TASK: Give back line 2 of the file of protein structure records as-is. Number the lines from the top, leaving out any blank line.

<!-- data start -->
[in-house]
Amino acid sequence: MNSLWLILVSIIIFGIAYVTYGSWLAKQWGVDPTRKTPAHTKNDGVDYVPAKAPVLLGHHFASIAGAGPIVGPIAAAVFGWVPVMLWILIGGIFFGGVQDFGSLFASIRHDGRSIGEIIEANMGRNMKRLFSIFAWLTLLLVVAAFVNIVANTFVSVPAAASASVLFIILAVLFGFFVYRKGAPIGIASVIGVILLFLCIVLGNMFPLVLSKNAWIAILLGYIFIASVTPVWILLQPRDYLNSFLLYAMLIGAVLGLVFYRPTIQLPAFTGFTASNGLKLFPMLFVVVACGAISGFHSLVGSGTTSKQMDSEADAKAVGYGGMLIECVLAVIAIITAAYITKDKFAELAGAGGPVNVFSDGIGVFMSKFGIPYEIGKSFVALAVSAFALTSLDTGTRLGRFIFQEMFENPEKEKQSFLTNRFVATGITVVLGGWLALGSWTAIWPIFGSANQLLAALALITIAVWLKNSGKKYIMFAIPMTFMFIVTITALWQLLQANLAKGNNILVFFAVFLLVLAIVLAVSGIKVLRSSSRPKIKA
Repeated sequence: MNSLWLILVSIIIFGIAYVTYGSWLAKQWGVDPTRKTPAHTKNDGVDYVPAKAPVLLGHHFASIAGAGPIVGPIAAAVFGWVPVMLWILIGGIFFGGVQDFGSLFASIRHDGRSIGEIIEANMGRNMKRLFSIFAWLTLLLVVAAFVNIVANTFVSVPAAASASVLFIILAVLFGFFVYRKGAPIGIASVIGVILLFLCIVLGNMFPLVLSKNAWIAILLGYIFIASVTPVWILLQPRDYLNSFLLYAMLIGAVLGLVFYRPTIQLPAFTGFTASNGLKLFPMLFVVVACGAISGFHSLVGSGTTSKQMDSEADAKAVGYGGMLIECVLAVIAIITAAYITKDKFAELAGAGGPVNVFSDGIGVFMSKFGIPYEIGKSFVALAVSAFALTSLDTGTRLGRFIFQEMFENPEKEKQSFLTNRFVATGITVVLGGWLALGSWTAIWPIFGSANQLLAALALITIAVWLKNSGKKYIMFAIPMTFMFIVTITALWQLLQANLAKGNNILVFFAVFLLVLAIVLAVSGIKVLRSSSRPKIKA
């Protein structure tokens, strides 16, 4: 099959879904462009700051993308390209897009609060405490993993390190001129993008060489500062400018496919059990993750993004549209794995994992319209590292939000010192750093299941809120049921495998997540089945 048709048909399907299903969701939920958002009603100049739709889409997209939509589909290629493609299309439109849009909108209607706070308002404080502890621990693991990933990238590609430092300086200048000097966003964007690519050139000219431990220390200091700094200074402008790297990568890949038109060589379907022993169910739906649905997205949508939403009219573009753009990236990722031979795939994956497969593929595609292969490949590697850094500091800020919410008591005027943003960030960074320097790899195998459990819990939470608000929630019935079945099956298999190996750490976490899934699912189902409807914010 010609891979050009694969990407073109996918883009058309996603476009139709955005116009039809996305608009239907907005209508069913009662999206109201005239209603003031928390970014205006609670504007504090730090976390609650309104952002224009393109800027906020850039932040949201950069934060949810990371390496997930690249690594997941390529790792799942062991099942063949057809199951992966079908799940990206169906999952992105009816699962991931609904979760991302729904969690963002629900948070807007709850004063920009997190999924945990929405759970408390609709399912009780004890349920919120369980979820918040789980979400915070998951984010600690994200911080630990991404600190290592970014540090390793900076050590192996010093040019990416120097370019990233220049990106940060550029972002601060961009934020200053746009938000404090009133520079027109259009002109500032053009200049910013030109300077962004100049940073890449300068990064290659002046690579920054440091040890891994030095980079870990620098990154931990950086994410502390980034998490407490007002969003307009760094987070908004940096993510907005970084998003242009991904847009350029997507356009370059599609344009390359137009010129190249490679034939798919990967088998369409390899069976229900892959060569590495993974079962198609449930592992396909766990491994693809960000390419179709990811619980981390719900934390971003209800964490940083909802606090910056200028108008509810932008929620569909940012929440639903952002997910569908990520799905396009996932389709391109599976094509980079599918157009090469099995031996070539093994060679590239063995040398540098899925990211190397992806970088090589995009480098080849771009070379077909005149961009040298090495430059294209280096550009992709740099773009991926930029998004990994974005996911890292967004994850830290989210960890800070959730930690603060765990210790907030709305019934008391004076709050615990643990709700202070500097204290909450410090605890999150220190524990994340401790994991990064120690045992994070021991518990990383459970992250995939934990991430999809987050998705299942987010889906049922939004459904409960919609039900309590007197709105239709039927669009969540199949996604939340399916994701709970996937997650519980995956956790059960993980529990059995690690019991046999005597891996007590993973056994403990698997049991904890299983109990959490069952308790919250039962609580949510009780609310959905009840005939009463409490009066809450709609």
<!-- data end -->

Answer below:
Amino acid sequence: MNSLWLILVSIIIFGIAYVTYGSWLAKQWGVDPTRKTPAHTKNDGVDYVPAKAPVLLGHHFASIAGAGPIVGPIAAAVFGWVPVMLWILIGGIFFGGVQDFGSLFASIRHDGRSIGEIIEANMGRNMKRLFSIFAWLTLLLVVAAFVNIVANTFVSVPAAASASVLFIILAVLFGFFVYRKGAPIGIASVIGVILLFLCIVLGNMFPLVLSKNAWIAILLGYIFIASVTPVWILLQPRDYLNSFLLYAMLIGAVLGLVFYRPTIQLPAFTGFTASNGLKLFPMLFVVVACGAISGFHSLVGSGTTSKQMDSEADAKAVGYGGMLIECVLAVIAIITAAYITKDKFAELAGAGGPVNVFSDGIGVFMSKFGIPYEIGKSFVALAVSAFALTSLDTGTRLGRFIFQEMFENPEKEKQSFLTNRFVATGITVVLGGWLALGSWTAIWPIFGSANQLLAALALITIAVWLKNSGKKYIMFAIPMTFMFIVTITALWQLLQANLAKGNNILVFFAVFLLVLAIVLAVSGIKVLRSSSRPKIKA